Calls show no sign of abating this year, with advisers answering 3,869 calls on New Year’s Eve and the first day of 2023 – an increase of 30% compared to the previous year’s holiday. The Spanish line experienced an increase of 3,800 calls from November 2021 to November 2022.

Meanwhile, some states are considering creating their own phones focused on certain communities.

In November, Washington became the first US state to launch a mental health hotline focused on Alaska Natives and other Native Americans. Callers in Washington can reach the hotline by dialing 988 and then pressing the 4 key to be answered by one of the 13 counselors—all of them indigenous—who answer the phones.

The fact that the descendants of the original tribes are answering those calls is crucial, because those familiar with their culture can immediately decipher some terms that others can’t, explains Rochelle Williams, tribal operations manager for Volunteers of America Western Washington. (United States Volunteers for Western Washington), who oversees the call center. For example, she adds, when a caller says a family member “is bugging me,” that sends an immediate red flag: The caller is likely to indicate that she is the victim of sexual assault.

“Who has a better understanding of Native Americans than Native Americans themselves?” adds Williams. “We don’t trust many government programs. Knowing that you are talking to another indigenous person is really very important.”

Williams now wants to add chat and text options. He hopes Washington’s 988 line for American Indians will become a model for others. He has already made appearances in New Mexico, Oklahoma, Montana and in Canada, which will launch its own national 988 service this year.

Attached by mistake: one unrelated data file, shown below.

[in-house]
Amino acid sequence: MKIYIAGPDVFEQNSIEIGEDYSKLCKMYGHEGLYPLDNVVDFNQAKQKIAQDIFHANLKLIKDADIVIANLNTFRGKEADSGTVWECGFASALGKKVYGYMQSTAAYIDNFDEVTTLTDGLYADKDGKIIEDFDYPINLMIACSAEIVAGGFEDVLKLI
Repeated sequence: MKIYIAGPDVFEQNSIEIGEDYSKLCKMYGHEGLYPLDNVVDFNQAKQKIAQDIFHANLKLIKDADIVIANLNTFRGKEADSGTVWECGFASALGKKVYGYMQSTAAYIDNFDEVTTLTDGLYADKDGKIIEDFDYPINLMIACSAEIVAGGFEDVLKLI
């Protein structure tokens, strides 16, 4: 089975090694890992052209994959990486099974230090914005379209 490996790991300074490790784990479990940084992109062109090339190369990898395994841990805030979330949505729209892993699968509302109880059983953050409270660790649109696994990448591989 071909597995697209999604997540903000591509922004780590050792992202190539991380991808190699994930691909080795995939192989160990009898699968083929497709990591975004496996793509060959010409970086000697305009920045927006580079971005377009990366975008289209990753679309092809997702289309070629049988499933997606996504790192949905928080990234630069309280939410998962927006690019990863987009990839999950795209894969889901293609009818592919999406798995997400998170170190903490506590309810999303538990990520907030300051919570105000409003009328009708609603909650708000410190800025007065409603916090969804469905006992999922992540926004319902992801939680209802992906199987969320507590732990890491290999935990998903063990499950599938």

States are expected to receive more money to fund the phone from the $1.7 trillion year-end budget, which set aside another $500 million for the project.

Still, long-term funding for the 988 helpline is in jeopardy in some states, which have yet to come up with a permanent funding plan for it. While the federal government invested millions of dollars in the project, the states are expected to take over the operation and financing of the 988 line, just as they do with the services of calls to the 911 emergency number.

So far, fewer than 20 states have passed laws to permanently fund their 988 line, according to the National Alliance on Mental Health Illness.

In Ohio, for example, proponents of these initiatives are pushing for the state legislature to pass a 50-cent fee on cell phone bills in order to raise $50 million to $55 million each year to fund service, said Tony Coder of the Ohio Foundation for Suicide Prevention.

“Frankly, lives depend on it,” Coder warned. “The need for 988 services is more critical than ever, simply because of the aftermath and mental health issues of COVID.”